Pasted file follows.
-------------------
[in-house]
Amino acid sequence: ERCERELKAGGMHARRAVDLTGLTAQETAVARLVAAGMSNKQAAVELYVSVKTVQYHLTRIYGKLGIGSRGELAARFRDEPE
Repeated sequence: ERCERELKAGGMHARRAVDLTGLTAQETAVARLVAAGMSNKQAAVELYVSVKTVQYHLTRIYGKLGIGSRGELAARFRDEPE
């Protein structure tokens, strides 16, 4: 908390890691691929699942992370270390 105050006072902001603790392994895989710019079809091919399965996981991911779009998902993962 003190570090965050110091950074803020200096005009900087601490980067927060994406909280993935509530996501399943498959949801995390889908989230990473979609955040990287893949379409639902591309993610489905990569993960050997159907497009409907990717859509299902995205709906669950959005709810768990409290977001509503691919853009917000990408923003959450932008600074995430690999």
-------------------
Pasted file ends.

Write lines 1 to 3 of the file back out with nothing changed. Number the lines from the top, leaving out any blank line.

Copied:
[in-house]
Amino acid sequence: ERCERELKAGGMHARRAVDLTGLTAQETAVARLVAAGMSNKQAAVELYVSVKTVQYHLTRIYGKLGIGSRGELAARFRDEPE
Repeated sequence: ERCERELKAGGMHARRAVDLTGLTAQETAVARLVAAGMSNKQAAVELYVSVKTVQYHLTRIYGKLGIGSRGELAARFRDEPE